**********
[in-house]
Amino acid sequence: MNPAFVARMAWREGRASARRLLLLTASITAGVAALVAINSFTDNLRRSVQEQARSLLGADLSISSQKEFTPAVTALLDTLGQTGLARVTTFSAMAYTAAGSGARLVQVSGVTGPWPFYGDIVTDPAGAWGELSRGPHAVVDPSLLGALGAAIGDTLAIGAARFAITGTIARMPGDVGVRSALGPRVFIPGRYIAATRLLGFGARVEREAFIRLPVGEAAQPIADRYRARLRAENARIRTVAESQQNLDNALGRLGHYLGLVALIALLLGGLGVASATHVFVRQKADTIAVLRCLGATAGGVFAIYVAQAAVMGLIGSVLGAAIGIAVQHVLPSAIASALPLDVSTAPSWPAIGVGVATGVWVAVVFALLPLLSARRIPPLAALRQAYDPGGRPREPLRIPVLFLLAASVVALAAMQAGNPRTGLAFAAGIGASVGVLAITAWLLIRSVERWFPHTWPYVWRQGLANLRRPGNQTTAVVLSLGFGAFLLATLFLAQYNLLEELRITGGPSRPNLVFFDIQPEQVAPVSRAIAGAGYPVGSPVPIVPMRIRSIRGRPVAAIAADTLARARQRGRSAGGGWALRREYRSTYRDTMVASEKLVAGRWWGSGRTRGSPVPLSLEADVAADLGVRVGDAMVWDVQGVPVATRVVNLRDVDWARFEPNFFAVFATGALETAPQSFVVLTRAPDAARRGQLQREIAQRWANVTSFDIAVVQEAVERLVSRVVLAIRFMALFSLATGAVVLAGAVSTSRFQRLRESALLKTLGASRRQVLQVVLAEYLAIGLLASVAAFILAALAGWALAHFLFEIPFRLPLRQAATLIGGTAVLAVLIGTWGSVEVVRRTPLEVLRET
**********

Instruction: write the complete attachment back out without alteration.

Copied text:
[in-house]
Amino acid sequence: MNPAFVARMAWREGRASARRLLLLTASITAGVAALVAINSFTDNLRRSVQEQARSLLGADLSISSQKEFTPAVTALLDTLGQTGLARVTTFSAMAYTAAGSGARLVQVSGVTGPWPFYGDIVTDPAGAWGELSRGPHAVVDPSLLGALGAAIGDTLAIGAARFAITGTIARMPGDVGVRSALGPRVFIPGRYIAATRLLGFGARVEREAFIRLPVGEAAQPIADRYRARLRAENARIRTVAESQQNLDNALGRLGHYLGLVALIALLLGGLGVASATHVFVRQKADTIAVLRCLGATAGGVFAIYVAQAAVMGLIGSVLGAAIGIAVQHVLPSAIASALPLDVSTAPSWPAIGVGVATGVWVAVVFALLPLLSARRIPPLAALRQAYDPGGRPREPLRIPVLFLLAASVVALAAMQAGNPRTGLAFAAGIGASVGVLAITAWLLIRSVERWFPHTWPYVWRQGLANLRRPGNQTTAVVLSLGFGAFLLATLFLAQYNLLEELRITGGPSRPNLVFFDIQPEQVAPVSRAIAGAGYPVGSPVPIVPMRIRSIRGRPVAAIAADTLARARQRGRSAGGGWALRREYRSTYRDTMVASEKLVAGRWWGSGRTRGSPVPLSLEADVAADLGVRVGDAMVWDVQGVPVATRVVNLRDVDWARFEPNFFAVFATGALETAPQSFVVLTRAPDAARRGQLQREIAQRWANVTSFDIAVVQEAVERLVSRVVLAIRFMALFSLATGAVVLAGAVSTSRFQRLRESALLKTLGASRRQVLQVVLAEYLAIGLLASVAAFILAALAGWALAHFLFEIPFRLPLRQAATLIGGTAVLAVLIGTWGSVEVVRRTPLEVLRET